Kluger: I don’t always. Sometimes you’ll put out a clunker. Others might like it for various reasons but writers know. If the writer doesn’t connect with his/her words, chances are neither will the audience. You have to hear your own voice as a writer and that needs to evolve constantly. I try to read as many of the great writers as possible and if necessary, re-read and re-read them. Hemingway, Bukowski, Conrad, Fitzgerald, Dostoyevsky, Melville, I mean the list is way too long to mention here but the point is that these great writers are great teachers and a continual source of inspiration for any aspiring writer. I’ve been a professional writer for over 30 years (Television/Magazines/Branding, etc) and I feel like I’ve just now discovered my true voice, and really, flash fiction feels like the perfect length to tell a story properly without diluting its power.
Q: You mentioned your creative writing is like a roller coaster and I noticed the first story from Winners & Losers is entitled, Coney Island.
Kluger: That’s true. That particular story is about the need to find courage when facing the unknown and a whole bunch of other things. I also like to arrange the stories in a collection so that the reader can move from one space or mood to a completely different neighborhood. Unlike the first book, some of these character stories are told over a series of interconnected pieces of flash. Three or four stories focus on a couple, other stories have repeating characters as part of a rogue’s gallery of grotesques. Sherwood Anderson presented various interconnected off-beat characters in Winesburg, Ohio and “Winners & Losers” has a similar sort of feel that some of these characters inhabit a shared universe within the collective unconscious.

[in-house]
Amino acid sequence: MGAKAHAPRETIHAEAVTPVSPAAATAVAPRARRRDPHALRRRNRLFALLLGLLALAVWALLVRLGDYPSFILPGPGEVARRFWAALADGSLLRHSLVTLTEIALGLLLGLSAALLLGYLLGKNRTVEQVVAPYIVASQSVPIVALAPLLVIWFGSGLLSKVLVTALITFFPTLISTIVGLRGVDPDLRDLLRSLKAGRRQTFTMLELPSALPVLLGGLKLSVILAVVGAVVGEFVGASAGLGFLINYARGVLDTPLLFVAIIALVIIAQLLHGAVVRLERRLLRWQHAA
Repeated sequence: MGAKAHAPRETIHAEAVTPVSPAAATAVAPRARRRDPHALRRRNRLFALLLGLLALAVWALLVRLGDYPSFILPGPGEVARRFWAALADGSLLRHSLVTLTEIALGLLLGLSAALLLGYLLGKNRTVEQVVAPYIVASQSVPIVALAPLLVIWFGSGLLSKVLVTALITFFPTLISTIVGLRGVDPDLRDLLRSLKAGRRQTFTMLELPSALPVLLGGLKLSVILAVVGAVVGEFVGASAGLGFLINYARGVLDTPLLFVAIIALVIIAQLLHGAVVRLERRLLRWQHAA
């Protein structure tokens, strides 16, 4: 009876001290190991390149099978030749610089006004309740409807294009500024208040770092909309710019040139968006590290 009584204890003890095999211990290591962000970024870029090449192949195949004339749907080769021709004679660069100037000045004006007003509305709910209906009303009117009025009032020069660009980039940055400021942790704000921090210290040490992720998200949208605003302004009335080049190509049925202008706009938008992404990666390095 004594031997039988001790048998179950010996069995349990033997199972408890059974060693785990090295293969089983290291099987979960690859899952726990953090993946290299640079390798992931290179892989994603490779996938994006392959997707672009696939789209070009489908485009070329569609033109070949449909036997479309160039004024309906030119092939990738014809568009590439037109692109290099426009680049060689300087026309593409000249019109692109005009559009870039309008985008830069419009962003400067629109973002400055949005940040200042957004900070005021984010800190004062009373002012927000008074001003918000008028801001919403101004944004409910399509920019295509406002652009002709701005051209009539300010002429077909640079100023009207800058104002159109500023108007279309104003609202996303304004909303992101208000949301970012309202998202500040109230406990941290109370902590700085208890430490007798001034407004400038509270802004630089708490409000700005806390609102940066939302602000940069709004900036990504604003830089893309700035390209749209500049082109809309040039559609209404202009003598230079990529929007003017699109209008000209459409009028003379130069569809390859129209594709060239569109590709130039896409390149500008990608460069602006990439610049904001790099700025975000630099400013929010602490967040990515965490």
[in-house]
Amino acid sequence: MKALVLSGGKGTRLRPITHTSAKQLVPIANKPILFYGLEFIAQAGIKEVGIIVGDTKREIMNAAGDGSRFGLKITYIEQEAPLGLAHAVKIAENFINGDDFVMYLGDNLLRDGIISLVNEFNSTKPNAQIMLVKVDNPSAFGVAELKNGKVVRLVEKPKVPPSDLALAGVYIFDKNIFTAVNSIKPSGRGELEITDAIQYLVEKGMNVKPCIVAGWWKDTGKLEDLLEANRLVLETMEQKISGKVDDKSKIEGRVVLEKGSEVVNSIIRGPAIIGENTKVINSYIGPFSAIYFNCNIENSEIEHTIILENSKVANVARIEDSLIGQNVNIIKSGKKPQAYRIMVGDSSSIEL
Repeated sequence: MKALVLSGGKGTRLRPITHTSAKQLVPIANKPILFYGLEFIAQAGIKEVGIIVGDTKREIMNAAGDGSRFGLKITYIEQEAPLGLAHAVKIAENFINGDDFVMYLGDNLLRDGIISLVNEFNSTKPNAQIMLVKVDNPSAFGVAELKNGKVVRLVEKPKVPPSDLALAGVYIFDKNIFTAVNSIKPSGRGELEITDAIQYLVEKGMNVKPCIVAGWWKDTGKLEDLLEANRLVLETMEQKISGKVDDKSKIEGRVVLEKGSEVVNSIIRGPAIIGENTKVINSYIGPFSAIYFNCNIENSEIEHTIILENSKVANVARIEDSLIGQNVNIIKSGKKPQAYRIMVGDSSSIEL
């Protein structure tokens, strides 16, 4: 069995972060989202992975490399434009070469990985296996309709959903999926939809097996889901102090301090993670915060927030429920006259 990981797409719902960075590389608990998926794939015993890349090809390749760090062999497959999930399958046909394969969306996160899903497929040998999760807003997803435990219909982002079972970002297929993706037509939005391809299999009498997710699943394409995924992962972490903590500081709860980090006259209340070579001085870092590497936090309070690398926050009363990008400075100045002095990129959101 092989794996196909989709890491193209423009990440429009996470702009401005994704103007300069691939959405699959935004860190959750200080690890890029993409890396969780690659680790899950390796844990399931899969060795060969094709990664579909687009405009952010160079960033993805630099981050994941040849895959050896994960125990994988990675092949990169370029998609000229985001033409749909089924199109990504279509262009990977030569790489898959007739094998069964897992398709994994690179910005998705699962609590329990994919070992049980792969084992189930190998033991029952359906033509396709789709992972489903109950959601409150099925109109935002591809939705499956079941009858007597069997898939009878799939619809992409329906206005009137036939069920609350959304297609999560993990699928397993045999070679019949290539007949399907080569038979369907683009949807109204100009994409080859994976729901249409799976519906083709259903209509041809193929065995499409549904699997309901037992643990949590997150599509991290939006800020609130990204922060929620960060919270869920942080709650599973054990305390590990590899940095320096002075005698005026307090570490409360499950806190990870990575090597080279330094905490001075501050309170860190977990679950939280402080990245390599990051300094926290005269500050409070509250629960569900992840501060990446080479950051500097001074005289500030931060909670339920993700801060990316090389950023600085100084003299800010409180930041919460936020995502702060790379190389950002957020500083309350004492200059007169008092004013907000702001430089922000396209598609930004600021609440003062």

Q: What do you mean?
Kluger: Unlike Desperate Times which was a shattered mirror of 45 random stories, “Winners & Losers” offers overlap and mini-character arcs told over the course of multiple pieces of flash. I’m glad to have found the Nick Adams stories at the Westsider Used Book Store recently. To discover that Hemingway stories are ordered in a similar manner to Winners & Losers is comforting. Makes me think maybe it wasn’t such a bad idea to mix things up. That’s usually the case.
Q: A number of reviewers and esteemed editors have compared your writing to Charles Bukowski and Henry Rollins. Even calling you, Adam Kluger, an “important” modern-day short-story writer. Is that a big deal?
Kluger: Better than being compared to a three-day-old fish on a sunny sidewalk (laugh). That’s a huge compliment. No doubt. I try to stay true to myself. Write short stories that grapple with important stuff while maintaining a sense of humor. Never want to bore the reader or take oneself too seriously. My 14-year-old son Robert is already a tremendous comedy writer with a great sense of humor and dialogue. I tell him that if he wants to become a great writer, the secret is to read all the great writers. That’s what I try to do.
Interviewed by Manfred Gogol — New York, September 2021